I’m 7,000 pesos poorer, but look at what I’ve got!
New recordings soon!
In collaboration with Pipay Warren, we present
Pipay Warren – Bass, guitar, vocals
John Perez – Drums
Two-Layer Abstraction is a two-piece online band. We record tracks in our home studios and as an online band, the challenge is to preserve quality and consistency of sound and performance, despite the lack of physical interaction. Through the power of the internet, we make music.
Warren and I have been working for more than a year, and this band has been in the works eversince. That is now about to change with Two-Layer Abstraction’s rendition of Trapt’s “Skin Deep.” Despite the track at its rough draft, this is the time we emerge.
If you want to read on Pipay’s side of things, visit her LiveJournal for her scoop. View Pipay’s LJ here.
This track is one of the most fun projects I’ve worked on. Difficulties abound, though. Prior to recording “Skin Deep,” the studio was in shambles due to a previous project. Putting the studio, drums and mics back together, resetting mixer settings and resetting levels took a significant amount of time. Rust settled in my hands after not playing for months, so getting back in the groove takes some time.
As far as drums are concerned, I believe that the drum track was more of an interpretation than a cover. I changed quite a few things. One, I don’t crash ride. I prefer to use the ride cymbal exclusively. Two, my biggest influence is Neil Peart. So adjusting to Aaron Montgomery’s style was challenging. Neil Peart kept his drum parts fluid, mature and sequential, but Montgomery’s playing was more apt for grunge and metal.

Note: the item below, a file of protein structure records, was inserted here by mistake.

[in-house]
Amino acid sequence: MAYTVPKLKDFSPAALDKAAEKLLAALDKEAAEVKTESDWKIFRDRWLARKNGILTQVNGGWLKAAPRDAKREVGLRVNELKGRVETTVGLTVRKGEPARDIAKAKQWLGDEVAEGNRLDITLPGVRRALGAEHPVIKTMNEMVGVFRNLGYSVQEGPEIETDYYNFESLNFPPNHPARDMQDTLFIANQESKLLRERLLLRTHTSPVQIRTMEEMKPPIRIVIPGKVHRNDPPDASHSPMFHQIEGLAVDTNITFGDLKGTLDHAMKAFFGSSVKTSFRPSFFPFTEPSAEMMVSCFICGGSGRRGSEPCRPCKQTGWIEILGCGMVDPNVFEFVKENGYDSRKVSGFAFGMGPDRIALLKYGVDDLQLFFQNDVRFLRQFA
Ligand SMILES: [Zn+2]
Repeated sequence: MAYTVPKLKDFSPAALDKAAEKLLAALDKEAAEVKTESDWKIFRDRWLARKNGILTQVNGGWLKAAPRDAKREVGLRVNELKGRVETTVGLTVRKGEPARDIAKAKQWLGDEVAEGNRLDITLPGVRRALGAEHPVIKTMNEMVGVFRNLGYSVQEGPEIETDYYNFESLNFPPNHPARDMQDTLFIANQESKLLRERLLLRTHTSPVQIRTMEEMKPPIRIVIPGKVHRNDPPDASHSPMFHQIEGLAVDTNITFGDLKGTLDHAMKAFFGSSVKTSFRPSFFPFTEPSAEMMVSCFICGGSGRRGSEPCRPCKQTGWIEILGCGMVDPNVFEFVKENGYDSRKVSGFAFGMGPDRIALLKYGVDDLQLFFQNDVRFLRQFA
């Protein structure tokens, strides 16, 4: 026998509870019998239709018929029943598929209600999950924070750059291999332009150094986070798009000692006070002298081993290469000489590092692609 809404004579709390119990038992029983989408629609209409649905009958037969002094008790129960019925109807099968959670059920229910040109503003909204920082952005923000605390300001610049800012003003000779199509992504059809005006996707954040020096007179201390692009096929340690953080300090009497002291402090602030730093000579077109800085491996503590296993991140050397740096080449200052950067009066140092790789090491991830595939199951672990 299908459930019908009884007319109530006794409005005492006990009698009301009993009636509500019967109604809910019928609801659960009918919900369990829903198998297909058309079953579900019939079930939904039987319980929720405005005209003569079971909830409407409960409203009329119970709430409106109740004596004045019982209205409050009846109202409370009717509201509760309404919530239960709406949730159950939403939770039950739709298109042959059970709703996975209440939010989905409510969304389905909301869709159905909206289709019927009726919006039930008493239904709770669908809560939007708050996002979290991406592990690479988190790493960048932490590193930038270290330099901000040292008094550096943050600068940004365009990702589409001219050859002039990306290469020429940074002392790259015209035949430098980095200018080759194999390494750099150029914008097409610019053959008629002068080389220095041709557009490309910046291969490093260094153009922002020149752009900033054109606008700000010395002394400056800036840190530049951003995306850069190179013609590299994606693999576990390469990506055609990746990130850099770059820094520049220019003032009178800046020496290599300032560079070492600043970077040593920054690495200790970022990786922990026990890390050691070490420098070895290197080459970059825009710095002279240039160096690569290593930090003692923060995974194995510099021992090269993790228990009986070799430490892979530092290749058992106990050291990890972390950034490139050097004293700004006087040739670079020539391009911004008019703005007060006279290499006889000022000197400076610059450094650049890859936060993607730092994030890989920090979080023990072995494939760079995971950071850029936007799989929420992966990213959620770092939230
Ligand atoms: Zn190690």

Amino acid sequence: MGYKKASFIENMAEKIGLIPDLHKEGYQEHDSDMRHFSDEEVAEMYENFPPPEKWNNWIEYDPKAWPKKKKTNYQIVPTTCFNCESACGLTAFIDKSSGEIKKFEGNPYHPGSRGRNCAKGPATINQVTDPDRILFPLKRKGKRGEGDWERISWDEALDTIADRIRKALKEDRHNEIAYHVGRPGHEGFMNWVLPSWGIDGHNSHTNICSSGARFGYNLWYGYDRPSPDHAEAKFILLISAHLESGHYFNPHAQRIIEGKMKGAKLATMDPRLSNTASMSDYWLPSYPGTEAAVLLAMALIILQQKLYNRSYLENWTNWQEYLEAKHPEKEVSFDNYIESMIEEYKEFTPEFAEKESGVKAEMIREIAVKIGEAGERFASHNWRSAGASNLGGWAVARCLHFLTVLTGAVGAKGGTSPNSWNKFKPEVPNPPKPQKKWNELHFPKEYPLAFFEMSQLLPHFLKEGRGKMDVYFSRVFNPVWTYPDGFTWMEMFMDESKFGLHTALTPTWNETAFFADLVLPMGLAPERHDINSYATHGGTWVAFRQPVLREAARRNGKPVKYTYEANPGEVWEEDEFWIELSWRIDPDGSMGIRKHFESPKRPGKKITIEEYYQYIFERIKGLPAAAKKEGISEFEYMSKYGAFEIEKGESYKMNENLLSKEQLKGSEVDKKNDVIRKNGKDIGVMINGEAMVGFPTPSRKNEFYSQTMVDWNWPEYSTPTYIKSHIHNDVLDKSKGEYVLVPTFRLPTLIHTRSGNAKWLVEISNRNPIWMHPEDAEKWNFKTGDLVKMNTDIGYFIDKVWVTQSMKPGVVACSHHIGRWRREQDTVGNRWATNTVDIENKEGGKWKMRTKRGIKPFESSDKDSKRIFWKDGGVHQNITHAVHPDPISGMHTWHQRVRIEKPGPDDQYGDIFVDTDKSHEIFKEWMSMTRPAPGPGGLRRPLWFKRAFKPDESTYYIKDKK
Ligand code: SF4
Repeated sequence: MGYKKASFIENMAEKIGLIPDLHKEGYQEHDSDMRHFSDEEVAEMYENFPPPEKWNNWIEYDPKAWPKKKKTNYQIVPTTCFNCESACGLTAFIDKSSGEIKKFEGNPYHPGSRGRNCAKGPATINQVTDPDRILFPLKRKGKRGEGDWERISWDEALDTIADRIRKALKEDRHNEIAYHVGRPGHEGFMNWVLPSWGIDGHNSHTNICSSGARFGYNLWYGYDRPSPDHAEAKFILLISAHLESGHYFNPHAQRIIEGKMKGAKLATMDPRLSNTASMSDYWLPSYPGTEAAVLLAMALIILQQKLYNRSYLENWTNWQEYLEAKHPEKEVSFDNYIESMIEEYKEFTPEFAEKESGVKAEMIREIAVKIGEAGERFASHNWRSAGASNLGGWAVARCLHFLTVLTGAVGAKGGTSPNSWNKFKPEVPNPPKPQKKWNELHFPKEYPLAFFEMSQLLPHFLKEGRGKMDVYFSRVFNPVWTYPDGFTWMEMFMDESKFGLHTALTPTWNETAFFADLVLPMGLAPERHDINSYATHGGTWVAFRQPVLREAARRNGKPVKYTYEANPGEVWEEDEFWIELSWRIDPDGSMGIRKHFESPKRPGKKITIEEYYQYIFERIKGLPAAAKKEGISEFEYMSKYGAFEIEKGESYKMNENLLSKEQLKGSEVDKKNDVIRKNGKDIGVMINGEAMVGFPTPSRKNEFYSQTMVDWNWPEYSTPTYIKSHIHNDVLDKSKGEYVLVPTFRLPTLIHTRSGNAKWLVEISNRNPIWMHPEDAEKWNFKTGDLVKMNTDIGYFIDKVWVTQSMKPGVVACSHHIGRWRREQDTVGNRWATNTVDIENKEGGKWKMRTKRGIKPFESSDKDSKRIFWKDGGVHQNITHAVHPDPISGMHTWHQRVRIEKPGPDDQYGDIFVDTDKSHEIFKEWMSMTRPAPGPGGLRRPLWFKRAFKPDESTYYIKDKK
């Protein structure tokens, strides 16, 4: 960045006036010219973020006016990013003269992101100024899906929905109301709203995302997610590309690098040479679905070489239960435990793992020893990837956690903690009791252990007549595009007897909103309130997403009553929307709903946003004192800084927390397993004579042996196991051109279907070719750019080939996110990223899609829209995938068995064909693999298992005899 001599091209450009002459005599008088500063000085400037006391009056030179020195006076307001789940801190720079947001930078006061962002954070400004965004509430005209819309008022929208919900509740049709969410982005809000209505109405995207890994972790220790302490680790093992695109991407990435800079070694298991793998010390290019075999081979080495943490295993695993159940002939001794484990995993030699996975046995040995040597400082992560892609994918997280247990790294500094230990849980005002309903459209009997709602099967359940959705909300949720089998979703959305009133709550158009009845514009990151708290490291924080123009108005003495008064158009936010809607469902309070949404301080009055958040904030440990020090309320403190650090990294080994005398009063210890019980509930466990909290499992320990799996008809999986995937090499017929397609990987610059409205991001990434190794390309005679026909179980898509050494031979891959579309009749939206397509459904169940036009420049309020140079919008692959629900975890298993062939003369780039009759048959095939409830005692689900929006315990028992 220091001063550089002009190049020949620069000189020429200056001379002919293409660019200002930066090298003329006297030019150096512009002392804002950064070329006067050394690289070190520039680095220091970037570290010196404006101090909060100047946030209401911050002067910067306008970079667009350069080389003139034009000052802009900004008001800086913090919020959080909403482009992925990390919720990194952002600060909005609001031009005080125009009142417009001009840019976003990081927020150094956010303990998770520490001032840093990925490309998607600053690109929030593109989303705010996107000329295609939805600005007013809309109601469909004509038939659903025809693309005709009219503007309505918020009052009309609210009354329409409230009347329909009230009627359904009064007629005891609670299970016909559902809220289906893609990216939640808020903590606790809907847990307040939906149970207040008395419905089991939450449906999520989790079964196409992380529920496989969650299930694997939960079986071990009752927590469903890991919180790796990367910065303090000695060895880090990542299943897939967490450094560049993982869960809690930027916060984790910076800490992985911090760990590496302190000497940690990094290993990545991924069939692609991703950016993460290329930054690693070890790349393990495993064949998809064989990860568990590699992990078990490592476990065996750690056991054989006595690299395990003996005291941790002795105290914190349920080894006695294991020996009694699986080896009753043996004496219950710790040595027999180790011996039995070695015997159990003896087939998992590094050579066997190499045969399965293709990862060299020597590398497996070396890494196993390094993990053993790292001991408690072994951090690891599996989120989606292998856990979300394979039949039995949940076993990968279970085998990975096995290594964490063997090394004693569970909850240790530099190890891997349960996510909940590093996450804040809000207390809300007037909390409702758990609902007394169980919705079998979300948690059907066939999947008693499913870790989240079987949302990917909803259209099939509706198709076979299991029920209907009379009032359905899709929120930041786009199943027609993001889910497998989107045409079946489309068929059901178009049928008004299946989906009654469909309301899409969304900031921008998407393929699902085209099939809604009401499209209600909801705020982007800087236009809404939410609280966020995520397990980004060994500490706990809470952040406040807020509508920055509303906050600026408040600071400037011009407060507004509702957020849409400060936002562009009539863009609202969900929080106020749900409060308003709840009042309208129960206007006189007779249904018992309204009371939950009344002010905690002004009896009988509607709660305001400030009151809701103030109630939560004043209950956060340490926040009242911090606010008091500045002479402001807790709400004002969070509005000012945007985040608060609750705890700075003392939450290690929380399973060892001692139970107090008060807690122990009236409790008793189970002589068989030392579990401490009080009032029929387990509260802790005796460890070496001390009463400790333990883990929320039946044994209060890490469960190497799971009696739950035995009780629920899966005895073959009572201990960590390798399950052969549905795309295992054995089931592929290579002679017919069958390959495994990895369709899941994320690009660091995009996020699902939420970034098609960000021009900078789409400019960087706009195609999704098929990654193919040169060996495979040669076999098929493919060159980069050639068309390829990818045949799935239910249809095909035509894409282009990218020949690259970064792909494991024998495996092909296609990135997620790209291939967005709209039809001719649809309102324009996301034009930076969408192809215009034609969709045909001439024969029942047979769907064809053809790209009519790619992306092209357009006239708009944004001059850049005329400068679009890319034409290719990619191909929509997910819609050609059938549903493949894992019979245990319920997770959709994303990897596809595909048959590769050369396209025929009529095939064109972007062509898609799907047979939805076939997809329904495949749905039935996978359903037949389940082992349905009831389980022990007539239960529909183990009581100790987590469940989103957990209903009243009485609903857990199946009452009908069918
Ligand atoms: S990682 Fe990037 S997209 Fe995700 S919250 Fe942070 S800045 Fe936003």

As for the drum sound itself, the snare and bass drums are works in progress. Stay tuned for further experiments in future tracks.
I hope you enjoy the track as much as Pipay and I did. Have fun!
1. Pearl Forum Series Drumkit
2. Pearl Omar Hakim 13″x5″ Mahogany Signature Snare Drum
3. Evans Coated G2 on toms
4. Remo Coated Ambassador on snare
5. Evans EQ3 on bass batter and resonant with Kevlar patch
6. Zildjian 14″ ZBT Hi-hats
7. Zildjian 16″ A Custom Fast Crash
8. Zildjian 14″ A Custom Fast Crash
9. Zildjian 20″ A Custom Ping Ride
10. Pro-Mark 5A Drumsticks
Drum Recording Equipment
1. Yamaha EMX860ST Powered Mixer
2. Samson 7-piece drum mic kit
3. Derby balanced oxygen-free cables
4. Sonar 7 Producer Edition
5. Personal computer as digital audio workstation
The recent big buzz on Microsoft’s US$44BN bid for Yahoo! stirred the industry quite a bit. I don’t know much regarding the details of the deal, but I’m really glad it did not go through. The purchase might have been a financial boost for Yahoo! and a Microsoft might’ve had the biggest online platform in the world.